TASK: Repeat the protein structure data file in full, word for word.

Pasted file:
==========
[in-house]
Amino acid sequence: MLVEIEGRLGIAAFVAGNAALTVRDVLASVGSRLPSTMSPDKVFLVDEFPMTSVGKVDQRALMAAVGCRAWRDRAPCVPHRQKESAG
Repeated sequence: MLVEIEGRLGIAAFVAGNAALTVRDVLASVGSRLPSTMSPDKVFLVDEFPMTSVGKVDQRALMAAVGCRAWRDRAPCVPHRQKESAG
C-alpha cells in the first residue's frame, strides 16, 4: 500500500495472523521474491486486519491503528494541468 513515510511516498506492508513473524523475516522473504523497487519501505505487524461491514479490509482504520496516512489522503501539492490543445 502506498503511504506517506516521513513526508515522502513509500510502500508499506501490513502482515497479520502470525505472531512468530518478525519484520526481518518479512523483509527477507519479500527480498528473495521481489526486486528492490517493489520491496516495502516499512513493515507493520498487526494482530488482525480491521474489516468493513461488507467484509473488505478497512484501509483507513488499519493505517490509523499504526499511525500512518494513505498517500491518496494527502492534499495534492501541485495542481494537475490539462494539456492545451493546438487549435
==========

[in-house]
Amino acid sequence: MLVEIEGRLGIAAFVAGNAALTVRDVLASVGSRLPSTMSPDKVFLVDEFPMTSVGKVDQRALMAAVGCRAWRDRAPCVPHRQKESAG
Repeated sequence: MLVEIEGRLGIAAFVAGNAALTVRDVLASVGSRLPSTMSPDKVFLVDEFPMTSVGKVDQRALMAAVGCRAWRDRAPCVPHRQKESAG
C-alpha cells in the first residue's frame, strides 16, 4: 500500500495472523521474491486486519491503528494541468 513515510511516498506492508513473524523475516522473504523497487519501505505487524461491514479490509482504520496516512489522503501539492490543445 502506498503511504506517506516521513513526508515522502513509500510502500508499506501490513502482515497479520502470525505472531512468530518478525519484520526481518518479512523483509527477507519479500527480498528473495521481489526486486528492490517493489520491496516495502516499512513493515507493520498487526494482530488482525480491521474489516468493513461488507467484509473488505478497512484501509483507513488499519493505517490509523499504526499511525500512518494513505498517500491518496494527502492534499495534492501541485495542481494537475490539462494539456492545451493546438487549435